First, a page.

Basu became the secretary of Friends of Soviet Union and Anti-Fascist Writers' Association in Kolkata. As a member of the Party, his initial task was to maintain liaison with underground Party leaders. He was entrusted with responsibilities on the trade union front from 1944. In that year, Bengal Assam Railroad Workers' Union was formed and Basu became its first secretary. In 1944 Basu became involved in trade union activities when CPI delegated him to work amongst the railway labourers. When B.N. Railway Workers Union and B.D. Rail Road Workers Union merged, Basu became the general secretary of the union. In 1946, Basu was elected to the Bengal Provincial Assembly from the Railway Workers constituency. Ratanlal Bramhan and Rupnarayan Roy were the other two Communists who were elected. From that day on, Basu became one of the most popular and influential legislators for decades to come.
Basu played a very active role in the stormy days of 1946–47 when Bengal witnessed the Tebhaga movement, workers strikes and even communal riots.
In the late 1940s, Basu served as the Vice-President of the All India Railwaymen's Federation until Communists were expelled from the union for attempt to organize strikes after the union had withdrawn its strike notice.
Jyoti Basu was the secretary of the West Bengal Provincial Committee of the Party from 1953 to January 1961. He was elected to the Central Committee of the Party in 1951. He was a member of the Politburo from 1964 onwards. He was elected as a special invitee to PB in 19th Congress of the Party in 2008.
After the country gained independence, he was elected to the assembly from Baranagar in 1952. He was elected to the West Bengal Legislative Assembly in 1952, 1957, 1962, 1967, 1969, 1971, 1977, 1982, 1987, 1991 and 1996. Though an elected member, Basu was arrested several times during the 1950s and 60s and for certain periods he went underground to evade arrest by the police.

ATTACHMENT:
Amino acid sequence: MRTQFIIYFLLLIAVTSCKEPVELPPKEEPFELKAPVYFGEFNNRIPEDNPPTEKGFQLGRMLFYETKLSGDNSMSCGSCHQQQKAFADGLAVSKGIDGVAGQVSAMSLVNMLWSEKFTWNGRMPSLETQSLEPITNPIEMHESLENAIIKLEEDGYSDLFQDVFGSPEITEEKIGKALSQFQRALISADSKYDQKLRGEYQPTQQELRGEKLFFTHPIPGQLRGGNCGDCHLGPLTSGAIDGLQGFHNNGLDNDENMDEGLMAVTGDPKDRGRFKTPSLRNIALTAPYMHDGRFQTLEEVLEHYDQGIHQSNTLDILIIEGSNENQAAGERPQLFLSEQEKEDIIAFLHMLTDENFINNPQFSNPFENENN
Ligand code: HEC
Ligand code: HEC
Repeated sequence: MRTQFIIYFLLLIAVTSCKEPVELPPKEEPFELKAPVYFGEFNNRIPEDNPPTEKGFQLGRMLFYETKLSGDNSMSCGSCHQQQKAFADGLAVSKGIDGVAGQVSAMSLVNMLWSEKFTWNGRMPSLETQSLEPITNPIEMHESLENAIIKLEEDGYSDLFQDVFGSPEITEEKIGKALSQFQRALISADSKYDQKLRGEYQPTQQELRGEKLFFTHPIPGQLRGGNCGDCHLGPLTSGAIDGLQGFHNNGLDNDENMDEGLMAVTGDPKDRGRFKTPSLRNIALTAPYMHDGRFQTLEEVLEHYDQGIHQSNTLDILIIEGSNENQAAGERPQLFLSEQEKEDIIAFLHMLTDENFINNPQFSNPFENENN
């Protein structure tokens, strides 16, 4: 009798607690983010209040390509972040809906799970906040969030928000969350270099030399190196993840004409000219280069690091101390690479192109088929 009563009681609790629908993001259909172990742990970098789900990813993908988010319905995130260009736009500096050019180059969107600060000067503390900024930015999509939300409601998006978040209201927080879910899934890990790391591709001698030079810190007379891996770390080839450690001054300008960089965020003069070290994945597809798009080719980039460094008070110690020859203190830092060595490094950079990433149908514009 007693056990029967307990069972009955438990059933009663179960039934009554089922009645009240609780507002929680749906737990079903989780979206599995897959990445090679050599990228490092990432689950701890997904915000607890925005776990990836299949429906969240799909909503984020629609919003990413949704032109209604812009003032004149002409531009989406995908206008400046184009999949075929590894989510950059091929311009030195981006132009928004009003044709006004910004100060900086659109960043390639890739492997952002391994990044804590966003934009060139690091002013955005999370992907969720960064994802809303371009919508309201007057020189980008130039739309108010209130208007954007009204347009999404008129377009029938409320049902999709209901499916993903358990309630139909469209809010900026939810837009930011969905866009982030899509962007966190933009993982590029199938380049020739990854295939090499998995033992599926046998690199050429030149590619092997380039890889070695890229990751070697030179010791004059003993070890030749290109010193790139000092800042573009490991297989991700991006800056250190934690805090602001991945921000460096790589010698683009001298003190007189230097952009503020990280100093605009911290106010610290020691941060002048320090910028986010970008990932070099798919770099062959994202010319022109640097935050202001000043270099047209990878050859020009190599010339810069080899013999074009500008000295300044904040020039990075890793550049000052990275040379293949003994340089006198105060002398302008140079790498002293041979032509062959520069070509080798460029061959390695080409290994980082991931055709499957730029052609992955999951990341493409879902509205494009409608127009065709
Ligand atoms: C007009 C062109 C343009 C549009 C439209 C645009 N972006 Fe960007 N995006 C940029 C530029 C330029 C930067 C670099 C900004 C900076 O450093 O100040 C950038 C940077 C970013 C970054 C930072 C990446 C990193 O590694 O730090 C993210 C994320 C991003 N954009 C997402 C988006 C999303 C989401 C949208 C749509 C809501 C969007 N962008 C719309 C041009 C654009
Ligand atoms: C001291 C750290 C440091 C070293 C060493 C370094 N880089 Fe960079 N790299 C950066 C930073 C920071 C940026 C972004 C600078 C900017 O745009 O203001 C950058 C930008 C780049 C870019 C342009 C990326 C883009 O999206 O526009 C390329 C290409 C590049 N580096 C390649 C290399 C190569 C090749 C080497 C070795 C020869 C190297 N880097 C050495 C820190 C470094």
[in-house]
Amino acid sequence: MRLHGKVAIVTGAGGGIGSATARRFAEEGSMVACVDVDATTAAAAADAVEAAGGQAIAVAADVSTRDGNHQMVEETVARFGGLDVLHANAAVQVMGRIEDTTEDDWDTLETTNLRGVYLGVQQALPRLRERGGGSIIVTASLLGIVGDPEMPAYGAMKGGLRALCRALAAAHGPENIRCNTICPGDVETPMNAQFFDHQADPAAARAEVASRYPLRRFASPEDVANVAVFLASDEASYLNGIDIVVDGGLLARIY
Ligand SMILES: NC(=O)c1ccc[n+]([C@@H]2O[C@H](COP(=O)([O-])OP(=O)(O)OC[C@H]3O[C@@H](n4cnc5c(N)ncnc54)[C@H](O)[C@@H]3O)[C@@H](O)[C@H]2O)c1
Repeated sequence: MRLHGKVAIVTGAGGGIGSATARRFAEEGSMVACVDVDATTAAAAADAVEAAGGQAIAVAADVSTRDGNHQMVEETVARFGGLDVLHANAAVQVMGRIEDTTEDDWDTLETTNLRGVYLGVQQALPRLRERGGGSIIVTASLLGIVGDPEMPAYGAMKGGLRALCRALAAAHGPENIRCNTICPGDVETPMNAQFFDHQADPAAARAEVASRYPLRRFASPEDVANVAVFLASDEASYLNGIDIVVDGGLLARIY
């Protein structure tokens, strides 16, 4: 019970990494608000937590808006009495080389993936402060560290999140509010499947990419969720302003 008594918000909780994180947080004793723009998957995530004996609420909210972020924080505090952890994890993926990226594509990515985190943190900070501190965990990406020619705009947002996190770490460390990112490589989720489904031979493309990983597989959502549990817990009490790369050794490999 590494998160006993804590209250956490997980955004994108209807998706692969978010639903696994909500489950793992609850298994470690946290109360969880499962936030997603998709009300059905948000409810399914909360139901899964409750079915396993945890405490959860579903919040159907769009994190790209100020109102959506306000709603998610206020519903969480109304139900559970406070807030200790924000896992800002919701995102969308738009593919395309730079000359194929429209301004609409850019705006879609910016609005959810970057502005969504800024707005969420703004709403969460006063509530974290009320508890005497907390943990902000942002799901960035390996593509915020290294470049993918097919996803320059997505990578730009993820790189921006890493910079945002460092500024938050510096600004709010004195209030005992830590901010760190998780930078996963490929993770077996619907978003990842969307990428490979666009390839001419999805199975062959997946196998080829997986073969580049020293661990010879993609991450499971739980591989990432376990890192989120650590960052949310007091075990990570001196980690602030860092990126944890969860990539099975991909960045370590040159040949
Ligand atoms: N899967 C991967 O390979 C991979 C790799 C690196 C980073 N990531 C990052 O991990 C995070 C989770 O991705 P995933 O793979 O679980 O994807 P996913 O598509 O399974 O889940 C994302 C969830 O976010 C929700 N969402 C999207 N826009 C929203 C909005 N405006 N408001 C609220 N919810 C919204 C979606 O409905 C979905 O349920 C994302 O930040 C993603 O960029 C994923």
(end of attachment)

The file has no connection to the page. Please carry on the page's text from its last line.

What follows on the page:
In 1962, Jyoti Basu was one amongst the 32 members of the National Council who walked out of the meeting. When the CPI(M) was formed in 1964 as a result of the ideological struggle within the Communist movement, Basu became a member of the Politburo. He was, in fact, the last surviving member of the "Navaratnas", the nine members of the first Politburo. The leftist section, to which the 32 National Council members belonged, organised a convention in Tenali, Andhra Pradesh 7 to 11 July. It was here where the radical sections of party further showed their pro-Chinese stand. The Tenali convention was marked by the display of a large portrait of the Chinese Communist leader Mao Zedong.
Later political careerEdit
Basu was elected to the Bengal Legislative Assembly in 1946, contesting the Railway constituency. He served as the Leader of Opposition for a long time when Dr. Bidhan Chandra Roy was the Chief Minister of West Bengal. Jyoti Basu led a number of agitations against the State Government and earned enviable popularity as a politician particularly among the students and youth. Beside organising the movements of the Railway Labourers, he led a movement by the teachers demanding a hike in salary. When the Communist Party of India split in 1964, Basu became one of the first nine members of the Politburo of the newly formed Communist Party of India (Marxist). In 1967 and 1969, Basu became Deputy Chief Minister of West Bengal in the United Front governments. In 1967, after the defeat of the Congress Government, Jyoti Basu was sworn-in as the Deputy Chief Minister under the Chief Ministership of Ajoy Mukherjee. In 1970, he narrowly escaped an assassination attempt at the Patna railway station. Though CPI(M) became the single largest party in the assembly elections in 1971, the party was refused the chance to form a ministry and presidents' Rule was imposed in West Bengal.
Through the 1972 elections the Congress returned to power in West Bengal. Jyoti Basu lost the elections from the Baranagar Assembly Constituency. Basu famously declared the new assembly as "assembly of the frauds" and CPI(M) boycotted the assembly for the next five years.